I wish I had an answer. My dh is 60lb overweight and takes cholesterol and high blood pressure meds. His job involves lots of stress and long hours. I know he should change things, and he probably does to, but I refuse to badger him about it. He is an adult and only he can make decisions about what he eats or does. I make healthy food at home and only buy wholesome things. He stops and gets himself fries, burgers, ice cream to bring home and beer and coke. I don't want to be his mother so I keep my mouth shut. I occasionally express my true concern for his health, but so far that has accomplished nothing. He, by the way, has no idea why I wanted to lose weight and cannot fathom that I plan to eat this way for the rest of my life. Definitely different view points here. Can I blame his mother for his bad eating habits? ;-)
11-14-2006, 10:46 PM
I think that the same thing that applies to ourselves applies to our SOs: you can't make someone lose weight. You can't badger him into it, you can't force him to eat foods he doesn't want to eat, you can't force him to exercise. I worked with someone once whose wife forced him to eat healthy foods at home and he binged on junk food every day at work to make up for not being to eat it at home. Losing weight is something that you have to decide to do for yourself. And while your husband may know that he needs to lose weight, it doesn't sound like he is quite there yet in terms of wanting to lose weight. For myself, I knew I needed to lose weight for about 10 years before I finally got around to losing it!
My SO didn't eat many veggies befor we lived together and I have been very successful at getting him to change this, at least for dinner (he's on his own for lunch and breakfast, so he eats whatever he wants then). He doesn't like a lot of your standard veggies (no broccoli, cauliflower, squash, zucchini, mushrooms, spinach, eggplant, brussel sprouts, cooked cabbage; tomatoes only if cooked beyond recognition). I don't like most types of meat, so I joke that we have about 5 veggies and 3 meats in common. I've gotten him to eat veggies by really focusing on using veggies that I know he will eat and by looking for veggies that are a little out of the mainstream. For example, we eat a lot of fennel because he likes that. We also eat swiss chard instead of spinach because he likes chard but not spinach. We never have anything with mushrooms in it, even though they are one of my favorites, because they are out of the question for my SO. I really try hard to find foods that I know we will both enjoy. And I can't eat anything spicy, so I generally do it without making spicy dishes. Since I'm watching my own calories, I also do it without sugar, butter, or mayo (but I'm not ready to give up salt). This is definitely a compromise: my SO eats a lot more veggies than he would on his own and I eat a lot more meat than I would on my own. I think it's good for both of us. To give my SO credit, he's been very open about trying anything I make and been willing try just about any strange veggie I pick up at the farmers market. If your DH isn't willing to try to change his diet, then I don't think you'll have a lot of success getting him to do so. For example, I really wish I could get my SO to exercise; although he is thin as a rail, he is out of shape and has all sorts of back problems that I'm sure would improve if he would exercise. But he's not ready to do it, so I haven't had any success in that department.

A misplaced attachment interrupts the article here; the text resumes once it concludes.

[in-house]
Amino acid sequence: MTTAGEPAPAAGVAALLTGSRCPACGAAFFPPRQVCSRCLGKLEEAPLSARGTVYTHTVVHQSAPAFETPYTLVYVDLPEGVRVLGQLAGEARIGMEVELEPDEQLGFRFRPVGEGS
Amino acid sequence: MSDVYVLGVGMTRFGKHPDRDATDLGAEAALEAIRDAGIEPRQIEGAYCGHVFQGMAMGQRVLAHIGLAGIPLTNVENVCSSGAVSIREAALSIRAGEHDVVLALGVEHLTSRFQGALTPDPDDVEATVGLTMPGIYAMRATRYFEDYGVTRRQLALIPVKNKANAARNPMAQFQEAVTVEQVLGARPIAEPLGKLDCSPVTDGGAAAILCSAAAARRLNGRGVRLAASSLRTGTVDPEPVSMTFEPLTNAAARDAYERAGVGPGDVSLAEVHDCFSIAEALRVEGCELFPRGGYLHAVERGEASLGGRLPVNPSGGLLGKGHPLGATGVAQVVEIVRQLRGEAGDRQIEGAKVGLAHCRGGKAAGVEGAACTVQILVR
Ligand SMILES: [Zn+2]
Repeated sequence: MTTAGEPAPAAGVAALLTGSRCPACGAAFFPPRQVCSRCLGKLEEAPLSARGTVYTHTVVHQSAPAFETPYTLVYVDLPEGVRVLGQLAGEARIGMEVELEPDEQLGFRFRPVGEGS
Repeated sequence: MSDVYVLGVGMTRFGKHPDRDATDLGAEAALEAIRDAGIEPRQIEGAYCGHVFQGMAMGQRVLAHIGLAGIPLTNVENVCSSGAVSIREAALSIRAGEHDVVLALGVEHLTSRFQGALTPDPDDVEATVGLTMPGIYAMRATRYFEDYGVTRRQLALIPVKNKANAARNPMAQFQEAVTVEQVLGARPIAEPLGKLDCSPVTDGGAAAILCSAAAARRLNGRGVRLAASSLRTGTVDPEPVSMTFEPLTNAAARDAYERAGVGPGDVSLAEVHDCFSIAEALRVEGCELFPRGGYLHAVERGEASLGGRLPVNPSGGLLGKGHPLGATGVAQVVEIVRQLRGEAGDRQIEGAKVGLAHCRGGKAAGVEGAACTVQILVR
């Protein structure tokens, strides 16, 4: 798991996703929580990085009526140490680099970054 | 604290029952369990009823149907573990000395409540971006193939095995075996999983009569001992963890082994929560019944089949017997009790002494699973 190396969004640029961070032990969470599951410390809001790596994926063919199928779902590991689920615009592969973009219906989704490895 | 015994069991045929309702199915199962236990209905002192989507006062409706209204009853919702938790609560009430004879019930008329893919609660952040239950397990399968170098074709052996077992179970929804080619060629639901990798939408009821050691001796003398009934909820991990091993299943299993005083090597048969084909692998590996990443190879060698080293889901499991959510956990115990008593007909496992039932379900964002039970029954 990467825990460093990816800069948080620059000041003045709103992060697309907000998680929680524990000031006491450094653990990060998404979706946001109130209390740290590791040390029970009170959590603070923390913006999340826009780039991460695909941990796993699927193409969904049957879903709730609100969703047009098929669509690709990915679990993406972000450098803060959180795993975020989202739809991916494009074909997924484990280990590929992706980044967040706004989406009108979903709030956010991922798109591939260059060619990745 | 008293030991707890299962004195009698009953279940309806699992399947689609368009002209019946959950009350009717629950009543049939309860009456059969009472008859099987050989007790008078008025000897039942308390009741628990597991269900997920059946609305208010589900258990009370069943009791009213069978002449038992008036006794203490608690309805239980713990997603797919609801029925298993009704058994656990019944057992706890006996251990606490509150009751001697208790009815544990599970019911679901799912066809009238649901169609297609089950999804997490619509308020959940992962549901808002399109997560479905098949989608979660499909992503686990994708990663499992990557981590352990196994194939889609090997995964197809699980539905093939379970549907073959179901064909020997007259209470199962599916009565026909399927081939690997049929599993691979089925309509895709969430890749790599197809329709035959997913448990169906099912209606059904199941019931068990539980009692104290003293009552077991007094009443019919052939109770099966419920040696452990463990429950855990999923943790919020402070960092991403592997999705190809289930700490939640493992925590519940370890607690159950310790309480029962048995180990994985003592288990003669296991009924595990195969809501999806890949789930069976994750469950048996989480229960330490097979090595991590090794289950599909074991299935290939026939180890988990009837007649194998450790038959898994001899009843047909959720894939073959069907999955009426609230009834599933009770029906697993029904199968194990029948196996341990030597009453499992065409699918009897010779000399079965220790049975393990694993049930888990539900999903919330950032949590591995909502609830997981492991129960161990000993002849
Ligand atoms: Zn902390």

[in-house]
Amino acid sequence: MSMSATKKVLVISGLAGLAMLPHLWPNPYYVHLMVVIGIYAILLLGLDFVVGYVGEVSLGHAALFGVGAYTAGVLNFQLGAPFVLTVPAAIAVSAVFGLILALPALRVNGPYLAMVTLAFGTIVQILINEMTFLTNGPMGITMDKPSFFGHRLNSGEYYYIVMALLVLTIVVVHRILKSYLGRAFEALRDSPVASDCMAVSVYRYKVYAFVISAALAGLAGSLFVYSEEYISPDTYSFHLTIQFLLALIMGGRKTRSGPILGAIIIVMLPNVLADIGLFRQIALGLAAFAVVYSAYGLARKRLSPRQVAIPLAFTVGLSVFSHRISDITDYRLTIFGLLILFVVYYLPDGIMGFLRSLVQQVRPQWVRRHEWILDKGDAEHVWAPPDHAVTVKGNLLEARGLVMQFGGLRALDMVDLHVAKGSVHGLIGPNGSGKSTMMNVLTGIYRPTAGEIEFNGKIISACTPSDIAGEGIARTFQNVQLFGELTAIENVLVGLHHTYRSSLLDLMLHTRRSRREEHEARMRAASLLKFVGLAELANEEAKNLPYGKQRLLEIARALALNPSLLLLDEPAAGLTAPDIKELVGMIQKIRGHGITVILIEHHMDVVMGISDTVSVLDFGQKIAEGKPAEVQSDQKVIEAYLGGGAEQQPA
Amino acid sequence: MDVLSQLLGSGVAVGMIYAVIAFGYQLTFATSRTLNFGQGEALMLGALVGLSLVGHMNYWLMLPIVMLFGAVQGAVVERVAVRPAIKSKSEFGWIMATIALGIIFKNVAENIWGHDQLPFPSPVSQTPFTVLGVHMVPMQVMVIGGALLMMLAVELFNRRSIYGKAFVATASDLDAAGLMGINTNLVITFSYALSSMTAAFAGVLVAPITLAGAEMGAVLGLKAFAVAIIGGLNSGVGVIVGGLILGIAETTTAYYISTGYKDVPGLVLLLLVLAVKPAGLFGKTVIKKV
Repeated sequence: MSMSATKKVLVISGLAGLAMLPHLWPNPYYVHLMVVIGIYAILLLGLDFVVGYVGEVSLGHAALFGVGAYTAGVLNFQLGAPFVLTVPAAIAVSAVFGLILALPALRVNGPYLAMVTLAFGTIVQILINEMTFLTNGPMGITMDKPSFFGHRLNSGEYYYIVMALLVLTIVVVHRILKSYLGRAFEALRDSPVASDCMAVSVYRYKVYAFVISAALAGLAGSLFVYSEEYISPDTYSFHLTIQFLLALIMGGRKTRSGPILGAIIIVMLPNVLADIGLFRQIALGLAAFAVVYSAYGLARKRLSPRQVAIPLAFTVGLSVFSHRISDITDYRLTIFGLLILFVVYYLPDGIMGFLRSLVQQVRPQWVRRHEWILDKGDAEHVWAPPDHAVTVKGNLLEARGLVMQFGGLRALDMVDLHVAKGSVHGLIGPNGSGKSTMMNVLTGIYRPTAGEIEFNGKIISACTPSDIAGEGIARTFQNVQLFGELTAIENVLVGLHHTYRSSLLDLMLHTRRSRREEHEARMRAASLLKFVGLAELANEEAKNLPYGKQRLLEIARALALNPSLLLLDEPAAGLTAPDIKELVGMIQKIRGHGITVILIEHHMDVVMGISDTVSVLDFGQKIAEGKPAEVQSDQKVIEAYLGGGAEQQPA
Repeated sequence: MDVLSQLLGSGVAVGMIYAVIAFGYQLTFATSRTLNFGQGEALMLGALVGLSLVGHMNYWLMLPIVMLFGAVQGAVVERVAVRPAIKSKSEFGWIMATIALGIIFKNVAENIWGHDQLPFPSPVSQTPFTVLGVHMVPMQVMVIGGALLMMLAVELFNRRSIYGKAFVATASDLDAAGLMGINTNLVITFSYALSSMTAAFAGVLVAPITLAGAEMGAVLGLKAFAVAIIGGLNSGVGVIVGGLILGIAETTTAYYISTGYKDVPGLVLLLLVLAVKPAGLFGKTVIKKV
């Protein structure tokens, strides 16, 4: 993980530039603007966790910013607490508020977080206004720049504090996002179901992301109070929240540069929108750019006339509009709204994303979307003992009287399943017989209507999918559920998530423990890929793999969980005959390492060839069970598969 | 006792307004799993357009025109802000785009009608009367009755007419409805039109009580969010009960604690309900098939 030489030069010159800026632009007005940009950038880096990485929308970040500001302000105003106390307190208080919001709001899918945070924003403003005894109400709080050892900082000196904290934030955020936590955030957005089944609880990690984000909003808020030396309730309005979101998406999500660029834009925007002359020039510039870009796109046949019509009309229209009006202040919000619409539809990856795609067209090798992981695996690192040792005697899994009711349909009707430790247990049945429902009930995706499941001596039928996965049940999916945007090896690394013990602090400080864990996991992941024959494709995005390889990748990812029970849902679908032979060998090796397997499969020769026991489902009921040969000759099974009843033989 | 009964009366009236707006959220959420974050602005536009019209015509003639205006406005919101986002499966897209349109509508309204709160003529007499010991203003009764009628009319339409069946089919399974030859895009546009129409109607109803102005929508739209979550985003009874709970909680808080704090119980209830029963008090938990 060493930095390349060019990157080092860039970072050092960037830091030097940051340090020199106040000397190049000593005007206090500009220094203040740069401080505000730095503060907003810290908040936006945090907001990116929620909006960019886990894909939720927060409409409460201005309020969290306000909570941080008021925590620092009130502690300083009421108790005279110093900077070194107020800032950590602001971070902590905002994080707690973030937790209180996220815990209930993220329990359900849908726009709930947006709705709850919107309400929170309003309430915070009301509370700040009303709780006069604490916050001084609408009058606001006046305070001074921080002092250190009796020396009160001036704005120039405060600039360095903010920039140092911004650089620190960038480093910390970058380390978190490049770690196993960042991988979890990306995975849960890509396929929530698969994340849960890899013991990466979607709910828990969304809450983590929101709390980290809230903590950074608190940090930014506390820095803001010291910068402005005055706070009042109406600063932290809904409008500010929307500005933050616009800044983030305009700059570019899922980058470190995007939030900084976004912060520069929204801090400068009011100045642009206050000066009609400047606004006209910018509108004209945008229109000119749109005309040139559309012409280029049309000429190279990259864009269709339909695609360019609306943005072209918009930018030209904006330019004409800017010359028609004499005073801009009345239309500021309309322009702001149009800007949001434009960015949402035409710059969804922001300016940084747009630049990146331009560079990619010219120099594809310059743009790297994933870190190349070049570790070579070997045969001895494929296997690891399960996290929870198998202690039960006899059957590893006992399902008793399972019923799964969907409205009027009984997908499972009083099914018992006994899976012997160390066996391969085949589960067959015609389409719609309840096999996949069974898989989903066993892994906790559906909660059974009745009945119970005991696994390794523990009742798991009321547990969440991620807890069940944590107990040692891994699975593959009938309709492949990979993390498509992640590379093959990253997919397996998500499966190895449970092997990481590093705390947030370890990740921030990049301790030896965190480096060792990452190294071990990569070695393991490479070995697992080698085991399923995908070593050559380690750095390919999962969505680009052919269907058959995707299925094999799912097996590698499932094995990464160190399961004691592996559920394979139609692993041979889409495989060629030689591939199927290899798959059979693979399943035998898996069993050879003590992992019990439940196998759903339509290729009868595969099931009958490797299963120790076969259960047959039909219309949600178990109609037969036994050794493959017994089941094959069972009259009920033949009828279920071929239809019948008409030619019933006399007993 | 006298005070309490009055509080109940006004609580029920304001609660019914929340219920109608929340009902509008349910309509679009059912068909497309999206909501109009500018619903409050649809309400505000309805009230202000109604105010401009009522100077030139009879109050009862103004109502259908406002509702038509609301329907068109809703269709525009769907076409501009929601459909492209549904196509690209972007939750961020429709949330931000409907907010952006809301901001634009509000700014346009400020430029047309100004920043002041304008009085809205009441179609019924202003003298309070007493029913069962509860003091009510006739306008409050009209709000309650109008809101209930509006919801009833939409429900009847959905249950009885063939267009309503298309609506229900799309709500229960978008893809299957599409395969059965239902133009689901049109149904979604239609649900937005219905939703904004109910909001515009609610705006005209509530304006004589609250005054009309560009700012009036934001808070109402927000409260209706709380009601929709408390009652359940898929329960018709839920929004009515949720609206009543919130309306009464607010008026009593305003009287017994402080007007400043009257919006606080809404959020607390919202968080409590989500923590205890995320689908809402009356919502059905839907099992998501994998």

Until your DH is ready to change, I think the best thing you can do make sure there is healthy food in the house if he wants to eat it and set a good example through your own lifestyle (this is probably more powerful than it might feel).
11-14-2006, 10:54 PM
Thanks, everyone. I know you are right. I know it's his decision. And I think he has a vague notion to change at some point in the future. But this fuzzy plan isn't a long term idea--just a diet. He also doesn't really read much, so having books about healthy living lying around doesn't really work either. Now, if I could find a video game about healthy living or if fantasy football had a nutrition component....nah.
I'll just keep doing what I'm doing. I've mentioned the dietician. He knows I'll make an appointment for him if he wants one. He knows that sauteed scallops, steak and buttered asparagus are not healthy foods even if his company is willing to pay for it every night. So, it's up to him.
Thanks for your responses.
11-14-2006, 11:18 PM
You CAN'T help him make better choices. Only he can decide to do that for himself. Honestly, trying to help...you may end up making him more stubborn about it. I figured that out from trying to talk sense into my diabetic 270+ pound wheelchair bound father. Well...now he's IN that wheelchair and still 270+ pounds.
When you decided to lose weight, was it because of something someone said or because YOU wanted to? It will be the same with him.